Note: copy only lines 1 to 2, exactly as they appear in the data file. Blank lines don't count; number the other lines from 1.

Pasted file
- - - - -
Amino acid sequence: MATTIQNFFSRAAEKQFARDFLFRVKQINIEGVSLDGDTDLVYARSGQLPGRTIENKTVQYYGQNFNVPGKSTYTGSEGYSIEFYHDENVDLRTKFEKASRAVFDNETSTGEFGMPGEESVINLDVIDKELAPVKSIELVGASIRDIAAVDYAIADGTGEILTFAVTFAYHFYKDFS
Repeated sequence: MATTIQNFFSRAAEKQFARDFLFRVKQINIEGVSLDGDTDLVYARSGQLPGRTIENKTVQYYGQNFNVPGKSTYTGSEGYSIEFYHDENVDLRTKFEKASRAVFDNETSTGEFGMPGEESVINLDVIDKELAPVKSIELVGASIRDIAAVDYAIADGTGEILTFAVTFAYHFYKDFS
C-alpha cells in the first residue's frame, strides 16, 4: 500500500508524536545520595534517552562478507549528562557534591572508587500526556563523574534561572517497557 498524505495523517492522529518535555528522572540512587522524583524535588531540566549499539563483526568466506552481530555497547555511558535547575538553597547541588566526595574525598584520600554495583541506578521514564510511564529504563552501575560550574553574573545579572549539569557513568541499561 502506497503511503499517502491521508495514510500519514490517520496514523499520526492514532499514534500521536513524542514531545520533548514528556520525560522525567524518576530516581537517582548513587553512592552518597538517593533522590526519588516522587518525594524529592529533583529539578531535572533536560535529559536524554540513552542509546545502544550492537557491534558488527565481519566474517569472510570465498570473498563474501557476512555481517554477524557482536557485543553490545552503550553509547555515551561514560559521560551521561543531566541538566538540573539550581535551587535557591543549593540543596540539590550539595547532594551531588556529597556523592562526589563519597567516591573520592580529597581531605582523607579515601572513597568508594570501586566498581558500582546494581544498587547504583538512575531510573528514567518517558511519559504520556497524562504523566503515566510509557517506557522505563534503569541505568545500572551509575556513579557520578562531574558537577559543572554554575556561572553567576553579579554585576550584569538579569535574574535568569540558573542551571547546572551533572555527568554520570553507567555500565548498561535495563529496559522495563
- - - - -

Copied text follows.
Amino acid sequence: MATTIQNFFSRAAEKQFARDFLFRVKQINIEGVSLDGDTDLVYARSGQLPGRTIENKTVQYYGQNFNVPGKSTYTGSEGYSIEFYHDENVDLRTKFEKASRAVFDNETSTGEFGMPGEESVINLDVIDKELAPVKSIELVGASIRDIAAVDYAIADGTGEILTFAVTFAYHFYKDFS
Repeated sequence: MATTIQNFFSRAAEKQFARDFLFRVKQINIEGVSLDGDTDLVYARSGQLPGRTIENKTVQYYGQNFNVPGKSTYTGSEGYSIEFYHDENVDLRTKFEKASRAVFDNETSTGEFGMPGEESVINLDVIDKELAPVKSIELVGASIRDIAAVDYAIADGTGEILTFAVTFAYHFYKDFS